Western EmpireWesternWest
In what is now northern France, then northern Gaul, he took control of a rump state of the Western Roman Empire controlled by Syagrius at the Battle of Soissons (486), and by the time of his death in either 511 or 513, he had also conquered smaller Frankish kingdoms towards the northeast, the Alemanni to the east, and Visigothic kingdom of Aquitania to the south.
The Domain of Soissons, a rump state in Northern Gaul ruled by Syagrius, survived until 486 when it was conquered by the Franks under King Clovis I after the Battle of Soissons.

Arianism

ArianAriansArian Christianity
The adoption by Clovis of Catholicism (as opposed to the Arianism of most other Germanic tribes) led to widespread conversion among the Frankish peoples, to religious unification across what is now modern-day France, Belgium and Germany, and three centuries later to Charlemagne's alliance with the Bishop of Rome and in the middle of the 10th century under Otto I the Great to the consequent birth of the early Holy Roman Empire.
The Franks and the Anglo-Saxons were unlike the other Germanic peoples in that they entered the Western Roman Empire as Pagans and were forcibly converted to Chalcedonian Christianity by their kings, Clovis I and Æthelberht of Kent (see also Christianity in Gaul and Christianisation of Anglo-Saxon England).

Audofleda

Around 493 AD, he secured an alliance with the Ostrogoths through the marriage of his sister Audofleda to their king, Theodoric the Great.
She was the sister of Clovis I, King of the Franks.

Alemanni

AlemannicAlamannicAlamanni
In 496 the Alamanni invaded, some Salians and Ripuarians reguli defected to their side.
In 496, the Alemanni were conquered by Frankish leader Clovis and incorporated into his dominions.

Tournai

TournayDoornikCity of Tournai
Later, Chlodio seems to have attacked westwards from this area to take control of the Roman populations in Tournai, then southwards to Artois, and Cambrai, eventually controlling an area stretching to the Somme river.
In 486, Clovis moved the center of power to Paris.

Cambrai

CambrayKamerijkCambresis
Later, Chlodio seems to have attacked westwards from this area to take control of the Roman populations in Tournai, then southwards to Artois, and Cambrai, eventually controlling an area stretching to the Somme river. In 486 he began his efforts to expand the realm by allying himself with his relative, Ragnachar, regulus of Cambrai and another Frankish regulus, Chalaric.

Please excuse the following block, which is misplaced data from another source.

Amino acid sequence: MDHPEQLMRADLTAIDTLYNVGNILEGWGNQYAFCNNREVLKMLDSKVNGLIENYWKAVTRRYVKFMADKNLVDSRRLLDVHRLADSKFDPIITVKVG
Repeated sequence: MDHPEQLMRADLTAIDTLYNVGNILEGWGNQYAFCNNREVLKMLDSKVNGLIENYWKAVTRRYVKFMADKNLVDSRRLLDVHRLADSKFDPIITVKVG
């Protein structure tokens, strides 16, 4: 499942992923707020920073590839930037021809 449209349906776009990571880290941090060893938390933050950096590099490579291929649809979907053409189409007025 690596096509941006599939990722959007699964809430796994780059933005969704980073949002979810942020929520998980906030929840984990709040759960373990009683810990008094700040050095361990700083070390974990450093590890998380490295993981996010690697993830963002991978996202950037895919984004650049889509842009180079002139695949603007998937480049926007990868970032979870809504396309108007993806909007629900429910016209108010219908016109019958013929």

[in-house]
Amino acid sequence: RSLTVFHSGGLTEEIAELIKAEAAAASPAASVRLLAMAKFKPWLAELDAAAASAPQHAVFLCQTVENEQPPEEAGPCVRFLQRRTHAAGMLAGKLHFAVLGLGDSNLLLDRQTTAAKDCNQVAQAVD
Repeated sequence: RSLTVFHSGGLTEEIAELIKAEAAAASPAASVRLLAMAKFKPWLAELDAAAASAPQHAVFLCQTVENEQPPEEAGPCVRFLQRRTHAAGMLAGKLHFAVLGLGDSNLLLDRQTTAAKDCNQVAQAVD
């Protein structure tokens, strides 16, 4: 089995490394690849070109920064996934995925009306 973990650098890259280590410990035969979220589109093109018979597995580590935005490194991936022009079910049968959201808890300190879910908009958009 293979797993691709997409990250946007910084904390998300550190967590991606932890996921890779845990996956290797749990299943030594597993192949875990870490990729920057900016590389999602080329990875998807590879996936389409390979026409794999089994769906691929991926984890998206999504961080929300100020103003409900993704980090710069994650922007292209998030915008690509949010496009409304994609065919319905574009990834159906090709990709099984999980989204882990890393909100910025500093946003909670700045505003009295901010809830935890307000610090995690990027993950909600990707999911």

In 509 Clovis undertook to unify the Frankish kingdoms by getting rid of his relatives.

Chararic (Frankish king)

ChararicChalaric
In 486 he began his efforts to expand the realm by allying himself with his relative, Ragnachar, regulus of Cambrai and another Frankish regulus, Chalaric.
Clovis I had asked Chararic for assistance in his war against Syagrius in 486, but Chararic held back, standing off to the side and awaiting the outcome before choosing whom he would support.

Verdun

RegretVerdun Memorial MuseumVerdun, France
Despite his position, some Roman cities refused to yield to the Franks, namely Verdun‒which surrendered after a brief siege‒and Paris, which stubbornly resisted a few years, perhaps as many as five.
. In 486, following the decisive Frankish victory at the Battle of Soissons, the city (amongst several other nearby cities) refused to yield to the Franks and was thus besieged by King Clovis I.

Visigothic Kingdom

VisigothsVisigothicKing
The death of Flavius Aetius in 454 led to the decline of imperial power in the Gaul; leaving the Visigoths and the Burgundians compete for predominance in the area.
The Visigoths now came into conflict with the Franks under their King Clovis I, who had conquered northern Gaul.

Zülpich

Tolbiac
Clovis met his enemies near the strong fort of Tolbiac.
The town is commonly agreed to be the site with the Latin name of Tolbiacum, famous for the Battle of Tolbiac, fought between the Franks under Clovis I and the Alemanni; the traditional date is 496, corrected in many modern accounts to 506.